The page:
The first two, representation and separation of powers, were distinctly modern inventions: both were logically derived from Lockean natural-rights theory and its corollary theory of consent.
The last principle, however, what Adams called the "triple equipoise," was hardly a modern invention.
With its roots in the theory and practice of classical antiquity, the so-called mixed regime rested on an entirely different theoretical foundation.
Adams's great theoretical achievement was to reconcile those hitherto discordant doctrines.
Shunned by aristocratic old-world diplomats, Adams worked tirelessly, employing what he called "militia diplomacy"; he raced back and forth between Paris and The Hague, breaking all the rules of diplomatic etiquette, and pounding on doors until he was listened to.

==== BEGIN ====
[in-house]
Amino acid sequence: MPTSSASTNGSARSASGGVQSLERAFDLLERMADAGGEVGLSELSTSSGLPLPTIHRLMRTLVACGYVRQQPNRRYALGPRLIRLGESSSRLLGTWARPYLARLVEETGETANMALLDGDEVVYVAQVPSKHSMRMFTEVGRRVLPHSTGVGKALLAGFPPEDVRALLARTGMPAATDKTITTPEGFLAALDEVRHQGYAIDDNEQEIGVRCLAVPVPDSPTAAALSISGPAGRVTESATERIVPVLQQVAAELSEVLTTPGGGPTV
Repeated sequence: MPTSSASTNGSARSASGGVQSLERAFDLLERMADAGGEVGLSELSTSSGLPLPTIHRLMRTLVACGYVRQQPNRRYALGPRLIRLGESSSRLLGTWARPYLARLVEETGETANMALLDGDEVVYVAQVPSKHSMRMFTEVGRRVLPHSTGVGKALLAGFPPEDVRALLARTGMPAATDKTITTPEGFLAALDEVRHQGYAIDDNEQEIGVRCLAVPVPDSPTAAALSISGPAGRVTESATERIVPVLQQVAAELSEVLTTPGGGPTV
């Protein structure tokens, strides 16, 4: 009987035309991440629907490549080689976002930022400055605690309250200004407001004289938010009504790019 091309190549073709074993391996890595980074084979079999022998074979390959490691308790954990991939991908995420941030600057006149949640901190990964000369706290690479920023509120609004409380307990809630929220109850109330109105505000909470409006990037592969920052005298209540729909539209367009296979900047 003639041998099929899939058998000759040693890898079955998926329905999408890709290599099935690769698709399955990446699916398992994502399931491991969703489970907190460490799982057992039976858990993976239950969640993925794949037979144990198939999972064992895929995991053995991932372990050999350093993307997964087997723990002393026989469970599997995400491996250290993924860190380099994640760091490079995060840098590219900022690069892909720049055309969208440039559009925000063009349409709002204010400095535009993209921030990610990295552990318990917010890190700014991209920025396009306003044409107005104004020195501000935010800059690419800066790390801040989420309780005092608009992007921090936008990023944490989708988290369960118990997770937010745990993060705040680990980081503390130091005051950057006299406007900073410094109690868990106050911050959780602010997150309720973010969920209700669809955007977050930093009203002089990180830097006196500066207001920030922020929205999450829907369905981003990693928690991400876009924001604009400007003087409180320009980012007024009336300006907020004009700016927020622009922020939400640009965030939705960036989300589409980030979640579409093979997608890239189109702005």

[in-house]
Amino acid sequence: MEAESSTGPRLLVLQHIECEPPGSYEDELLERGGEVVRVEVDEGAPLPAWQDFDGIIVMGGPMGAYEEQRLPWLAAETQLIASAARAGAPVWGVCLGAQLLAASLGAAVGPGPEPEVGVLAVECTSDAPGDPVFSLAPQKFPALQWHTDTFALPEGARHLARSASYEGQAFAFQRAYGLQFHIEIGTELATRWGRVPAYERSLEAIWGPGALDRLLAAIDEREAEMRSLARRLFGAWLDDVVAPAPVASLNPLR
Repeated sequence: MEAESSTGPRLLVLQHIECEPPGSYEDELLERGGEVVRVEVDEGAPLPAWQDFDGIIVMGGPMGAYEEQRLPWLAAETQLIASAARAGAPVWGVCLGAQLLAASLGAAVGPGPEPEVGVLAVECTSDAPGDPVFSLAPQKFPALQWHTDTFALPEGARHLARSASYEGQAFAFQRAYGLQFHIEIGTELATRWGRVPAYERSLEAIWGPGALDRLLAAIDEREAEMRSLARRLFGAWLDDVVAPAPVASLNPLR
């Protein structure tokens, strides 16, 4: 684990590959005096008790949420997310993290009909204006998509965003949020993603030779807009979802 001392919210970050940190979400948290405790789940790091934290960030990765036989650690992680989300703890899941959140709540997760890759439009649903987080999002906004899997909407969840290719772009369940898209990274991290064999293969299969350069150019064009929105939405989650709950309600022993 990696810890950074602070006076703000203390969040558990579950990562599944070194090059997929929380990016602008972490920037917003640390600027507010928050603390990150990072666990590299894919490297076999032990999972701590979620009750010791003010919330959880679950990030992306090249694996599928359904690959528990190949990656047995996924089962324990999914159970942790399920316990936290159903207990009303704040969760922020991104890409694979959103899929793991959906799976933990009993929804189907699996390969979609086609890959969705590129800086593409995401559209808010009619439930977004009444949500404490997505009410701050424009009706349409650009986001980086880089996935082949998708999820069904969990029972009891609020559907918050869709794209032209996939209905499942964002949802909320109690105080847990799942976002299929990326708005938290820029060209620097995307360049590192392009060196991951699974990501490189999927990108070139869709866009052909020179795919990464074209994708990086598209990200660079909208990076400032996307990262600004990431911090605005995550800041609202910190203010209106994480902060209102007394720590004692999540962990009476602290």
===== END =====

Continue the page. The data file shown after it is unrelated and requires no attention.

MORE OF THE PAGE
Eventually, he succeeded in convincing the Dutch Republic to recognize American independence in 1782—and he negotiated critical loans with Amsterdam bankers.
From Adams's perspective there were two main problems that must be addressed by all republican constitution-makers.
The first was to find some kind of constitutional device by which to neutralize the vices, but also to draw out and up the talents of the exceptional few.
After twice serving as vice-president under George Washington, the American people elevated Adams to the presidency in 1796.
His greatest accomplishment as president was to navigate the nation through the political storm known as the "Quasi-War." In what Mc Cullough calls the "bravest" act of his political career, Adams (consulting no one) incurred the wrath of Republicans and his own Federalist party by sending a peace mission to France.